Beware the “Base Effect”

Beware the “Base Effect” 

The Bureau of Labor Statistics (BLS) recently released their much anticipated Consumer Price Index (CPI) report for the month of April. I’ve covered several past reports at length in my columns, but this may just be the most interesting one yet. 

Before we jump into why, let’s take a quick look at some of the topline numbers from the report.

To start – prices still increased, just at a slower pace than in previous months. Annual inflation was up 8.3% over the past twelve months ending in April 2022 which is a welcome reprieve from the 41-year high of 8.5% recorded in March. When you strip out volatile product categories like food and energy, the CPI stood at 6.2% over the same period, less than the 6.5% reported in March.

Taken at face value, this appears to reflect that annual inflation has moderated for the first time in eight straight months. Unfortunately, a closer examination of the data indicates this relief may only be an illusion due to a statistical quirk economists call the “Base Effect.”

Within the context of inflation, the base effect refers to the impact of comparing current price levels in a given month against price levels in the same month a year ago. This can skew the actual rate of inflation in one of two ways: 

  1. Lower-than-normal price levels from the previous year can make price increases in the current year seem higher in terms of their year-over-year percentage increase; or
  2. Higher-than-normal prices from the year prior can make percentage increases for the current year seem less steep because they are being measured from a higher starting point

We’ve actually seen both of these scenarios play out over the course of the past two years. For example, the base effect may have contributed to higher inflation percentages in the spring months of 2021 due to price levels cratering in the spring of 2020. Conversely, this April’s CPI percentage appears to have moderated more than it actually has due to higher-than-normal prices in April of 2021. 

Last spring, the overall inflation rate spiked from 2.6% in March (‘21) to 4.2% in April (‘21). This spring, the CPI registered year-over-year increases of 8.5% in March (‘22) and 8.3% in April (‘22). April’s 4.2% starting point is much higher than March’s 2.6% starting point, meaning this April’s inflation rate looked less steep when in reality prices continued to climb at an alarming rate.

This is why looking at price levels is just as important as looking at inflation rates, and part of why the Federal Reserve views Core CPI as a more accurate measure of inflationary trends.

April’s core inflation measure — the change in the price of goods and services not including food and energy — was 0.6 percent, compared to 0.3 percent in March. This is the largest increase since January of this year and frustratingly higher than Wall Street’s forecast of 0.4%. The change in Core CPI alone is likely to strengthen the Federal Reserve’s resolve to continue raising interest rates by 0.5% (or even 0.75%) until, as Chair Jerome Powell recently said, “financial conditions are in an appropriate place.”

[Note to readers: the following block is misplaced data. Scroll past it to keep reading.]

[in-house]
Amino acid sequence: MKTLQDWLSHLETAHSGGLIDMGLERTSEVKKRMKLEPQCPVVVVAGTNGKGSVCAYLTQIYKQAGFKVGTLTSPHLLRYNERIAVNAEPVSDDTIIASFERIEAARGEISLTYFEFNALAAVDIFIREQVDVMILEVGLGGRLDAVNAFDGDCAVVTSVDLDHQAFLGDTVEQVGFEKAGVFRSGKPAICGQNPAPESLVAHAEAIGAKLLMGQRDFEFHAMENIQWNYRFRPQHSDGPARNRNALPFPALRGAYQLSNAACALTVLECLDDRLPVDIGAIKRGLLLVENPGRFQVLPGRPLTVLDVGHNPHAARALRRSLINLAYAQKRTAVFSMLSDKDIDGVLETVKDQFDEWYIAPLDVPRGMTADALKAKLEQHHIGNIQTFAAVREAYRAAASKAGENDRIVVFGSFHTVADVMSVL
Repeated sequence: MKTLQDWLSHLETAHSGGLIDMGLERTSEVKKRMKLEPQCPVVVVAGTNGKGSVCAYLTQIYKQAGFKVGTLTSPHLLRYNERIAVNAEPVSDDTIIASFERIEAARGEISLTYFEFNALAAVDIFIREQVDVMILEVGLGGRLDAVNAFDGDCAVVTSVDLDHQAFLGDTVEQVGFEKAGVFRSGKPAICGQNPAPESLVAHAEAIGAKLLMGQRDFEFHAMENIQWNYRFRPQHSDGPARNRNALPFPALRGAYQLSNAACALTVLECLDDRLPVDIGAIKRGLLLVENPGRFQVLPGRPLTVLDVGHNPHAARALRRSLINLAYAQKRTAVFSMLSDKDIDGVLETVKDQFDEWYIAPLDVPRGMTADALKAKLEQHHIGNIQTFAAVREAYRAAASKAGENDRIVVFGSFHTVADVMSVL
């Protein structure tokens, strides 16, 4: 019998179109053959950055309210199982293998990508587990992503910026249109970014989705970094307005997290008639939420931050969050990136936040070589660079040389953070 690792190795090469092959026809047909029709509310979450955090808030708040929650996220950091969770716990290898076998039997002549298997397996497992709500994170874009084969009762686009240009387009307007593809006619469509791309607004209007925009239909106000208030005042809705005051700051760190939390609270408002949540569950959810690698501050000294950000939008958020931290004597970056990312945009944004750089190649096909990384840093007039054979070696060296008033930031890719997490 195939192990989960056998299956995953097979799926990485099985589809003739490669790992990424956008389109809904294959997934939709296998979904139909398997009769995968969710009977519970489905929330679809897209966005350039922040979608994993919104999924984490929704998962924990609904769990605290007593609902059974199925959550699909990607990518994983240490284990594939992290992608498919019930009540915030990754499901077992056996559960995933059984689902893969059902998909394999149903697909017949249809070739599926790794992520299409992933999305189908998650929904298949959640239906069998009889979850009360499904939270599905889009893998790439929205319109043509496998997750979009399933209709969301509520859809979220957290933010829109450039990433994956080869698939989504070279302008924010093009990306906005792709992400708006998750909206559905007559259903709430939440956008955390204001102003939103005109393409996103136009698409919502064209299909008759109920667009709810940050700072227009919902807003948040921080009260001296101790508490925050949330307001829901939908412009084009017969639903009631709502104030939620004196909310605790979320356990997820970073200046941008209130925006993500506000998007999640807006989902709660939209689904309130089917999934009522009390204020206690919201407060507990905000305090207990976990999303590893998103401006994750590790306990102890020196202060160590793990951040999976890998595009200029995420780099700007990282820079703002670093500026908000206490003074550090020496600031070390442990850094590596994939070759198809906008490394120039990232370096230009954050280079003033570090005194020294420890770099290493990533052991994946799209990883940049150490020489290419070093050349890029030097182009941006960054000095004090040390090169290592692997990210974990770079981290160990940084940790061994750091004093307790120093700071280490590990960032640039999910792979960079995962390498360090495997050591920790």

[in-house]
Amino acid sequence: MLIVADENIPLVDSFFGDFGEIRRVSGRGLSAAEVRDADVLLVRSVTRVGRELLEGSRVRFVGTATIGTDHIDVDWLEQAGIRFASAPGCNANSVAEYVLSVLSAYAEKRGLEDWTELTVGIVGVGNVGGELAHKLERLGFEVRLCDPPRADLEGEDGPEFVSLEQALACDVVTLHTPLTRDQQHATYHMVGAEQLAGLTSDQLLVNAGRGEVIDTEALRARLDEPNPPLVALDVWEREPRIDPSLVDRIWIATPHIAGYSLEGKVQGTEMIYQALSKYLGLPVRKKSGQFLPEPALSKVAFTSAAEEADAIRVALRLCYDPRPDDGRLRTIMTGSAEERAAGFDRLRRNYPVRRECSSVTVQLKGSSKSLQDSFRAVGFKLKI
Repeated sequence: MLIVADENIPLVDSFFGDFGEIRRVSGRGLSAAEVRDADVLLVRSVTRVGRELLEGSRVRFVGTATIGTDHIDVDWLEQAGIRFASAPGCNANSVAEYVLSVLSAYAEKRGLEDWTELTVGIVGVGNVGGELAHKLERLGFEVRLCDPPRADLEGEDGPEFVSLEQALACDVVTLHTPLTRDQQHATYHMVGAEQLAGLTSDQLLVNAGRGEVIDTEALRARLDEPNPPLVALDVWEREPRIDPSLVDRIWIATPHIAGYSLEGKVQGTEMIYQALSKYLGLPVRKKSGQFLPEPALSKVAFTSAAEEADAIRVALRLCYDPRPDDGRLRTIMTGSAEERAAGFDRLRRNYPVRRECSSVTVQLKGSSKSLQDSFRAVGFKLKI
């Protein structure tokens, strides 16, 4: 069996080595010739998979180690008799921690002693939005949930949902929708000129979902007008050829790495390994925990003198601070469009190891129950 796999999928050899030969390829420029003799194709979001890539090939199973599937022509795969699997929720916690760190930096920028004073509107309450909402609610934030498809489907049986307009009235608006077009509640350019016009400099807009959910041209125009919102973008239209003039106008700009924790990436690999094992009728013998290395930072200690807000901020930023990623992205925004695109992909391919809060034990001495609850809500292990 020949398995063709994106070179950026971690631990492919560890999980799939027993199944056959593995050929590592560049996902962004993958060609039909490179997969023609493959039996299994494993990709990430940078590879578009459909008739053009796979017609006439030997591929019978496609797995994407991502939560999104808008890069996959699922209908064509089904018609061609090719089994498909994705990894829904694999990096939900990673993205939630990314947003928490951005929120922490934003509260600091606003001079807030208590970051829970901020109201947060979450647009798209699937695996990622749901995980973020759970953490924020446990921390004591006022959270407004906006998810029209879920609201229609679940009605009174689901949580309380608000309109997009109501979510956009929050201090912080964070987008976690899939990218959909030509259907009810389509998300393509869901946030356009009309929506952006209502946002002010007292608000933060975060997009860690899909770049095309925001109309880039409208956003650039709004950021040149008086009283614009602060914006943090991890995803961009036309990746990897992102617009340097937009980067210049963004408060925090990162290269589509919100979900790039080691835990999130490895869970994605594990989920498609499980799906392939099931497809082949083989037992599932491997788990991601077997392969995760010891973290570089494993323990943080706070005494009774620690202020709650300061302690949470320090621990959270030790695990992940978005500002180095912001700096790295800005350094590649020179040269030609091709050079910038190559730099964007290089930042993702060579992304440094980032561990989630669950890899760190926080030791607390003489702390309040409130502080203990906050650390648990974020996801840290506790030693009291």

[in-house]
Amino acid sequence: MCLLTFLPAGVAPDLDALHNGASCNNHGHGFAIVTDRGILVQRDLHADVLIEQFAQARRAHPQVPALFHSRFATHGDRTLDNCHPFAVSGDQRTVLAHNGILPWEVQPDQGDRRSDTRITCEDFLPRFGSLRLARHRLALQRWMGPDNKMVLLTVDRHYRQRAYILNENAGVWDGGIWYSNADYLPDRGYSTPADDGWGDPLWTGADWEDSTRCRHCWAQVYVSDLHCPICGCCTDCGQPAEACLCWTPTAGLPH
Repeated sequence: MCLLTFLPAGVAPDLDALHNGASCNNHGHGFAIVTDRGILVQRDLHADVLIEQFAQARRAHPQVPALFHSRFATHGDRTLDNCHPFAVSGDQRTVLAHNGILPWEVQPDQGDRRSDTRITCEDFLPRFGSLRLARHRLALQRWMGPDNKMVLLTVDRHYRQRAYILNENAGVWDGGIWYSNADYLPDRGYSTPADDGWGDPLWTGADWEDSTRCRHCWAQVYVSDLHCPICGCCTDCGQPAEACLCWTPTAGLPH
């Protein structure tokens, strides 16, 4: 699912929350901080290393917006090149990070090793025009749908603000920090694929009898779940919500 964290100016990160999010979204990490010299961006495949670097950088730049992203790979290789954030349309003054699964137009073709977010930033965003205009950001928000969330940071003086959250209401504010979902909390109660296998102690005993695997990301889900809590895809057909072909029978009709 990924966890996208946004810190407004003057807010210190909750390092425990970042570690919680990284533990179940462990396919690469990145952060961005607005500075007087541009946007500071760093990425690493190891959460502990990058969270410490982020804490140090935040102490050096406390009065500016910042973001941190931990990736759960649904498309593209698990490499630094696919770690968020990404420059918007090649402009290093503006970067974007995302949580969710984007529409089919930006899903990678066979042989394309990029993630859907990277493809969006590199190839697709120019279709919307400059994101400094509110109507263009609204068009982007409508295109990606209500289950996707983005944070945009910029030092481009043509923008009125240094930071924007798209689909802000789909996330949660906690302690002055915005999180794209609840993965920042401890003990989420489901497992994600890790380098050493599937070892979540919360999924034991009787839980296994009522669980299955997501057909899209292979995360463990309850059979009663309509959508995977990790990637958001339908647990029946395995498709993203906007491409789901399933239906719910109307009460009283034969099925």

Appropriate, of course, is a relative term and could take a while to get to given the price levels reflected in this recent report. Airfares climbed nearly by 19 percent in the month and have surged over 33.3% year over year, the biggest jump since December of 1980. Housing costs rose by 0.5% for the third month in a row and are up 5.1% on the year. New cars are up 14.2% on the year. Food prices rose 0.9% last month and 9.4% on the year, the biggest jump since April of 1981. Within that category alone, margarine is up 23.5%, Eggs up 22.6%, citrus fruits up 18.6%, bacon up 17.7%, chicken up 16.4%, fresh whole milk up 15.5%, and roasted coffee is up 14.7% on the year.

Mercifully, energy prices fell in April due to gasoline prices dropping 6.1% from their March peak. That said, prices at the pump returned to all-time highs in the first few weeks of May – data not reflected in last week’s report. All told, energy prices on the whole are still up 30% on the year.

So, while the base effect resulted in a deceleration of last month’s inflation rate, price increases on important commodities have only continued to climb. As a result, current consumer sentiment is actually lower now than it was during the height of COVID and over 70-percent of the country considers inflation the top issue facing our nation. 

As both consumers and citizens, we need to keep pressuring policymakers to bring the cost of living back down. To do that, we’ll need to beware the “base effect” on CPI reports for the remainder of the year. Price increases climbed steadily throughout 2021 and economists say the base effect alone could bring down this summer’s inflation rate by several percentage points. If ignored or misunderstood, this phenomenon could lead to major distortions and mistaken conclusions moving forward and put the perception of urgency with which we need to tackle this issue at risk.